Having considered the issues, the task force made a number of recommendations to the Minister.  Those recommendations related to DSD's regeneration programmes.  There was a lot of support at the meetings for a continuation of, and further support for, the programmes that the Department delivers.  There was a call for the ReStore programme, which was being piloted at the time of the high street meetings, to be mainstreamed and expanded.  There were also calls in some areas for greater regeneration efforts in rural settlements, which fall outside the Department's operational remit.  Support was voiced for town teams and a more strategic approach to how you manage and develop town centres.  There was a call for the introduction of BIDs legislation and support to allow towns to bring forward BIDs.  There was a call for the Department to move forward on its proposals for community asset transfer and "meanwhile use" so that vacant buildings and towns could be utilised instead of being left empty or vacant for a long time.  There was also support for a review and expansion of the Living over the Shop (LOTS) initiative, which is administered by the Housing Executive.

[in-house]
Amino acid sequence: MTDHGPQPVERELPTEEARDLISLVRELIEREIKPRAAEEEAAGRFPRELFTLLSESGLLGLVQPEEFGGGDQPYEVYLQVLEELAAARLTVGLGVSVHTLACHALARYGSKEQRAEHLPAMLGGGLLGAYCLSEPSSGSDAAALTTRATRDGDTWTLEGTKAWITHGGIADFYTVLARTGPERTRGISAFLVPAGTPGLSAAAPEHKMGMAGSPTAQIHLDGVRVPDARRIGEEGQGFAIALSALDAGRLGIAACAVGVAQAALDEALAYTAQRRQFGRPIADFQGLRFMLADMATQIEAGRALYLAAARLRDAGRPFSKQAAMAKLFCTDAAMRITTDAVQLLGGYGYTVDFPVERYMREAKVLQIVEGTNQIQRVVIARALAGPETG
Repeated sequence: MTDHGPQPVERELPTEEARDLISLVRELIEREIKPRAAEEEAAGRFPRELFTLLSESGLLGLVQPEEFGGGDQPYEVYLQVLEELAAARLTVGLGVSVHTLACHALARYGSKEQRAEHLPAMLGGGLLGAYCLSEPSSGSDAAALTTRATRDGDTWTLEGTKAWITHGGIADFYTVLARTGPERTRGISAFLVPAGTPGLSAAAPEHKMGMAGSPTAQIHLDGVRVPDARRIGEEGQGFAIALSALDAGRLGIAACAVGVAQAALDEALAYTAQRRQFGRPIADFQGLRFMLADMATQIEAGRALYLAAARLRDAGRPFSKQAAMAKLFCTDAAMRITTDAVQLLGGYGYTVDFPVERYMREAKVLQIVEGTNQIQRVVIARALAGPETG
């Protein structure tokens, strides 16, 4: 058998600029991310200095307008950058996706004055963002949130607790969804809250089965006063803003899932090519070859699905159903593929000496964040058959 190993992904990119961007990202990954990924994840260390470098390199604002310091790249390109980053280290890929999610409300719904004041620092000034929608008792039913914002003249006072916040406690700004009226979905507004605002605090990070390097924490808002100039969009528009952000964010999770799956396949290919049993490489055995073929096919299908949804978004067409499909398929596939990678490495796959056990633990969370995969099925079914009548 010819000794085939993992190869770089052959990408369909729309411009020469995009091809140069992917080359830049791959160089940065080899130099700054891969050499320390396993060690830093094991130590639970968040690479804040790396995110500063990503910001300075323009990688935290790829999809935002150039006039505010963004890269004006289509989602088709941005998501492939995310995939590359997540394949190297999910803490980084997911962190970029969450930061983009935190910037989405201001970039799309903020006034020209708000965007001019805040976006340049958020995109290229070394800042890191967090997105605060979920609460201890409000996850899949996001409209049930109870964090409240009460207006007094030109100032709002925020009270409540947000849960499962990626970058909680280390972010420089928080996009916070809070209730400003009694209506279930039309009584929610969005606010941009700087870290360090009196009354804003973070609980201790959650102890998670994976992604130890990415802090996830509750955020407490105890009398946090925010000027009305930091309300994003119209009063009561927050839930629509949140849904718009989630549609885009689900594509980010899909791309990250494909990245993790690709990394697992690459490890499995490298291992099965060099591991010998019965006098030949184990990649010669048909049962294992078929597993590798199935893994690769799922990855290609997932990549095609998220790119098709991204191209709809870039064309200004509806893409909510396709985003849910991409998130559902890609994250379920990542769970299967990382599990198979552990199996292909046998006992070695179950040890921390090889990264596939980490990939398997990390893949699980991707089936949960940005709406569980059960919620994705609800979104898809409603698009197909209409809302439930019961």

The Minister considered the recommendations, and he has given his support to them.  It is the Minister's intention that DSD will continue to deliver its regeneration programmes, with some upscaling of the ReStore programme.  A positive evaluation has been received on the pilots that were conducted on ReStore.  The Department is working up proposals towards establishing the ReStore programme as one of our mainstream regeneration tools.


We will be taking forward a review of the LOTS programme.  That was subject, at the time of the publication of the report, to the public consultation on the housing strategy, and there has been support in that consultation for a review of that particular programme.  The Minister is also considering providing the support that is required to add momentum to the BIDs process.  I will ask Antony to say a few words about where we are with BIDs and support for them.